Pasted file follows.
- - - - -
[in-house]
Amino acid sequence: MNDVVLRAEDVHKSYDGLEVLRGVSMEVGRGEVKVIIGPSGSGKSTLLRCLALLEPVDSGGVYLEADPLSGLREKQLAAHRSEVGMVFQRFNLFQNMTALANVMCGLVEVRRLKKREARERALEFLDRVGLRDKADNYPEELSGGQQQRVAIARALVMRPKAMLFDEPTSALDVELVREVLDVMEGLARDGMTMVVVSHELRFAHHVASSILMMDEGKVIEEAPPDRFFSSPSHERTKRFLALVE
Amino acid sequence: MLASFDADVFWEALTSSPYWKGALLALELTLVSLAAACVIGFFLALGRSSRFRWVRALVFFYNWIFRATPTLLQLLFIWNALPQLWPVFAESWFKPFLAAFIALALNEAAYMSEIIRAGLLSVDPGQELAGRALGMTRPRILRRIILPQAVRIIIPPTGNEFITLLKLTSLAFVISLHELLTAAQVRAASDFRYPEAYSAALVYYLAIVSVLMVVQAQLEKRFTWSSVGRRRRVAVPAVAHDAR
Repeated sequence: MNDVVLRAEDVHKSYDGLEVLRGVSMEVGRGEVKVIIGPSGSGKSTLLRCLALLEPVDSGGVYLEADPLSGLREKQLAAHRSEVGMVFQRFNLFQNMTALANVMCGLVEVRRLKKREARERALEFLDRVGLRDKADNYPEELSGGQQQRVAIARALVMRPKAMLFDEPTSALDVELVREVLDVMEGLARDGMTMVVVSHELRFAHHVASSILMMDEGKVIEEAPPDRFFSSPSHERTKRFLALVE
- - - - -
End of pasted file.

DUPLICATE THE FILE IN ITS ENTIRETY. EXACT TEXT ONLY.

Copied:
[in-house]
Amino acid sequence: MNDVVLRAEDVHKSYDGLEVLRGVSMEVGRGEVKVIIGPSGSGKSTLLRCLALLEPVDSGGVYLEADPLSGLREKQLAAHRSEVGMVFQRFNLFQNMTALANVMCGLVEVRRLKKREARERALEFLDRVGLRDKADNYPEELSGGQQQRVAIARALVMRPKAMLFDEPTSALDVELVREVLDVMEGLARDGMTMVVVSHELRFAHHVASSILMMDEGKVIEEAPPDRFFSSPSHERTKRFLALVE
Amino acid sequence: MLASFDADVFWEALTSSPYWKGALLALELTLVSLAAACVIGFFLALGRSSRFRWVRALVFFYNWIFRATPTLLQLLFIWNALPQLWPVFAESWFKPFLAAFIALALNEAAYMSEIIRAGLLSVDPGQELAGRALGMTRPRILRRIILPQAVRIIIPPTGNEFITLLKLTSLAFVISLHELLTAAQVRAASDFRYPEAYSAALVYYLAIVSVLMVVQAQLEKRFTWSSVGRRRRVAVPAVAHDAR
Repeated sequence: MNDVVLRAEDVHKSYDGLEVLRGVSMEVGRGEVKVIIGPSGSGKSTLLRCLALLEPVDSGGVYLEADPLSGLREKQLAAHRSEVGMVFQRFNLFQNMTALANVMCGLVEVRRLKKREARERALEFLDRVGLRDKADNYPEELSGGQQQRVAIARALVMRPKAMLFDEPTSALDVELVREVLDVMEGLARDGMTMVVVSHELRFAHHVASSILMMDEGKVIEEAPPDRFFSSPSHERTKRFLALVE